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Today we are going to look at Robert Half International Inc. (NYSE:RHI) to see whether it might be an attractive investment prospect. Specifically, we’re going to calculate its Return On Capital Employed (ROCE), in the hopes of getting some insight into the business.
Firstly, we’ll go over how we calculate ROCE. Next, we’ll compare it to others in its industry. Last but not least, we’ll look at what impact its current liabilities have on its ROCE.
What is Return On Capital Employed (ROCE)?
ROCE measures the amount of pre-tax profits a company can generate from the capital employed in its business. All else being equal, a better business will have a higher ROCE. Ultimately, it is a useful but imperfect metric. Renowned investment researcher Michael Mauboussin has suggested that a high ROCE can indicate that ‘one dollar invested in the company generates value of more than one dollar’.
How Do You Calculate Return On Capital Employed?
Analysts use this formula to calculate return on capital employed:
Return on Capital Employed = Earnings Before Interest and Tax (EBIT) ÷ (Total Assets – Current Liabilities)
Or for Robert Half International:
0.46 = US$599m ÷ (US$2.2b – US$901m) (Based on the trailing twelve months to March 2019.)
Therefore, Robert Half International has an ROCE of 46%.
Is Robert Half International’s ROCE Good?
ROCE is commonly used for comparing the performance of similar businesses. In our analysis, Robert Half International’s ROCE is meaningfully higher than the 11% average in the Professional Services industry. We would consider this a positive, as it suggests it is using capital more effectively than other similar companies. Regardless of the industry comparison, in absolute terms, Robert Half International’s ROCE currently appears to be excellent.
It is important to remember that ROCE shows past performance, and is not necessarily predictive. Companies in cyclical industries can be difficult to understand using ROCE, as returns typically look high during boom times, and low during busts. This is because ROCE only looks at one year, instead of considering returns across a whole cycle. What happens in the future is pretty important for investors, so we have prepared a free report on analyst forecasts for Robert Half International.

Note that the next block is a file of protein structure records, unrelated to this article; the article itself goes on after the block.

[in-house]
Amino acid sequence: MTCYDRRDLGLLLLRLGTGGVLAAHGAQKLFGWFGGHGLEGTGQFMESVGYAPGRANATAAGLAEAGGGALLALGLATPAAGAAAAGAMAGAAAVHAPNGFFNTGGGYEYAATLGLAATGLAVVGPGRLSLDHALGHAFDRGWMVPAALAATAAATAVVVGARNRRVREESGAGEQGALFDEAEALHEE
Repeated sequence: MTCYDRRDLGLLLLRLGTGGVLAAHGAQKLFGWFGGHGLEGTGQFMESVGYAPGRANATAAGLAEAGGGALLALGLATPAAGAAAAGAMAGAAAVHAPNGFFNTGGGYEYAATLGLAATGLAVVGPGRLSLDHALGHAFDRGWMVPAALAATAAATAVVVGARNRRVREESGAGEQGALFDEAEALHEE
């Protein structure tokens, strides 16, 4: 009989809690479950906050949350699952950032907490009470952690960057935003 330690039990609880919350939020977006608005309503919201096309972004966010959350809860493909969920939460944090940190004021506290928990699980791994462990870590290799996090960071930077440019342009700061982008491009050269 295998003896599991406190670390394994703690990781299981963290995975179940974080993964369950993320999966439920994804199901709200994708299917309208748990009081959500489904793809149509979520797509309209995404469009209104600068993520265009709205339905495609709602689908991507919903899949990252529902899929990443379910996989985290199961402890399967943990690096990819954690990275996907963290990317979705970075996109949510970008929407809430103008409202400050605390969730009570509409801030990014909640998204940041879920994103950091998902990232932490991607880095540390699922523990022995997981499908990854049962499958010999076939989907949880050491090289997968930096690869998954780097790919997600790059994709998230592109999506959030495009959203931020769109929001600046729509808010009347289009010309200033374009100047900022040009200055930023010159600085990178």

What Are Current Liabilities, And How Do They Affect Robert Half International’s ROCE?
Current liabilities are short term bills and invoices that need to be paid in 12 months or less. Due to the way the ROCE equation works, having large bills due in the near term can make it look as though a company has less capital employed, and thus a higher ROCE than usual. To check the impact of this, we calculate if a company has high current liabilities relative to its total assets.
Robert Half International has total assets of US$2.2b and current liabilities of US$901m. As a result, its current liabilities are equal to approximately 41% of its total assets. A medium level of current liabilities boosts Robert Half International’s ROCE somewhat.
The Bottom Line On Robert Half International’s ROCE
Despite this, it reports a high ROCE, and may be worth investigating further. There might be better investments than Robert Half International out there, but you will have to work hard to find them . These promising businesses with rapidly growing earnings might be right up your alley.
If you like to buy stocks alongside management, then you might just love this free list of companies. (Hint: insiders have been buying them).
We aim to bring you long-term focused research analysis driven by fundamental data. Note that our analysis may not factor in the latest price-sensitive company announcements or qualitative material.
If you spot an error that warrants correction, please contact the editor at email@example.com. This article by Simply Wall St is general in nature. It does not constitute a recommendation to buy or sell any stock, and does not take account of your objectives, or your financial situation. Simply Wall St has no position in the stocks mentioned. Thank you for reading.